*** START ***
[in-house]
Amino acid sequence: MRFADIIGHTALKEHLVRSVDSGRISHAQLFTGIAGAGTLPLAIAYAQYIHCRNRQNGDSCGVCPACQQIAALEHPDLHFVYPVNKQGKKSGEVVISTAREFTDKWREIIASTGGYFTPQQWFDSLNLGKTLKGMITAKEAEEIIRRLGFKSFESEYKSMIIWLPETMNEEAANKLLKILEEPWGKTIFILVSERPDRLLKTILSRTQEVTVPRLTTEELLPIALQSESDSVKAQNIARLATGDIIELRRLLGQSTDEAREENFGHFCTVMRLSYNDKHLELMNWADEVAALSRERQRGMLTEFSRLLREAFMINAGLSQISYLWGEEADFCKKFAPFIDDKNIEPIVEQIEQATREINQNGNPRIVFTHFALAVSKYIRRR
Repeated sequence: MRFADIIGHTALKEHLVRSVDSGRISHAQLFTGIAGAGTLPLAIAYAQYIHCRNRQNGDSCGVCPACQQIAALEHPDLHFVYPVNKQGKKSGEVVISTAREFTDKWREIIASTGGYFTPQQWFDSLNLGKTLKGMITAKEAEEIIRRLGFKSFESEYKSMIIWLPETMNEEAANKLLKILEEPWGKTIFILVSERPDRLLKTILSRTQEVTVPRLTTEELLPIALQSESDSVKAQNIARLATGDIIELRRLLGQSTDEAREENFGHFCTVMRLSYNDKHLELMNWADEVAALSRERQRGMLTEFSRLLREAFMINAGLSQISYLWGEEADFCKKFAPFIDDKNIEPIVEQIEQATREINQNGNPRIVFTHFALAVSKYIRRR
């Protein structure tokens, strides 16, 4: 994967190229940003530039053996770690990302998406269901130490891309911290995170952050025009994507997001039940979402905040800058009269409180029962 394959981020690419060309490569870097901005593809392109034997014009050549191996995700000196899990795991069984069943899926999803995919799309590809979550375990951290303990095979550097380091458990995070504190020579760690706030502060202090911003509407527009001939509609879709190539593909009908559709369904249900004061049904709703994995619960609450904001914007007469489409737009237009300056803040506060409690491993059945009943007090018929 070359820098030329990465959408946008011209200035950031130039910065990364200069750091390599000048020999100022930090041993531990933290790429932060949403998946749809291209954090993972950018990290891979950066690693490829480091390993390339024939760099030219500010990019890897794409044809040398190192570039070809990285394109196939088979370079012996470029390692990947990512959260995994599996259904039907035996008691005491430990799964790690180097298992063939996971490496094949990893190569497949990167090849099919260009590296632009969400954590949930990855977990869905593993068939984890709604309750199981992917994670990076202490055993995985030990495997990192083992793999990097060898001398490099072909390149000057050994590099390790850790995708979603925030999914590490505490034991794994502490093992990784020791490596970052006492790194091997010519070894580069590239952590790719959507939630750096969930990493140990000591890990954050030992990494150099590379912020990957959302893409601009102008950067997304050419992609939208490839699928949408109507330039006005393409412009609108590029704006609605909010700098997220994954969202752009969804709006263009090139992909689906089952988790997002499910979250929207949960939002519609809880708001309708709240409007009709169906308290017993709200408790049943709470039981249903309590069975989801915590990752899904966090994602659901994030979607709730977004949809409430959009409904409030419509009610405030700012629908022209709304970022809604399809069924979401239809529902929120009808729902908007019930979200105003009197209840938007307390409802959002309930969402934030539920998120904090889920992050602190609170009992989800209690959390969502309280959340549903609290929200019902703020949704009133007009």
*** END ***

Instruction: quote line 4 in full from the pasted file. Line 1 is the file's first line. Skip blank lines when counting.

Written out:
């Protein structure tokens, strides 16, 4: 994967190229940003530039053996770690990302998406269901130490891309911290995170952050025009994507997001039940979402905040800058009269409180029962 394959981020690419060309490569870097901005593809392109034997014009050549191996995700000196899990795991069984069943899926999803995919799309590809979550375990951290303990095979550097380091458990995070504190020579760690706030502060202090911003509407527009001939509609879709190539593909009908559709369904249900004061049904709703994995619960609450904001914007007469489409737009237009300056803040506060409690491993059945009943007090018929 070359820098030329990465959408946008011209200035950031130039910065990364200069750091390599000048020999100022930090041993531990933290790429932060949403998946749809291209954090993972950018990290891979950066690693490829480091390993390339024939760099030219500010990019890897794409044809040398190192570039070809990285394109196939088979370079012996470029390692990947990512959260995994599996259904039907035996008691005491430990799964790690180097298992063939996971490496094949990893190569497949990167090849099919260009590296632009969400954590949930990855977990869905593993068939984890709604309750199981992917994670990076202490055993995985030990495997990192083992793999990097060898001398490099072909390149000057050994590099390790850790995708979603925030999914590490505490034991794994502490093992990784020791490596970052006492790194091997010519070894580069590239952590790719959507939630750096969930990493140990000591890990954050030992990494150099590379912020990957959302893409601009102008950067997304050419992609939208490839699928949408109507330039006005393409412009609108590029704006609605909010700098997220994954969202752009969804709006263009090139992909689906089952988790997002499910979250929207949960939002519609809880708001309708709240409007009709169906308290017993709200408790049943709470039981249903309590069975989801915590990752899904966090994602659901994030979607709730977004949809409430959009409904409030419509009610405030700012629908022209709304970022809604399809069924979401239809529902929120009808729902908007019930979200105003009197209840938007307390409802959002309930969402934030539920998120904090889920992050602190609170009992989800209690959390969502309280959340549903609290929200019902703020949704009133007009």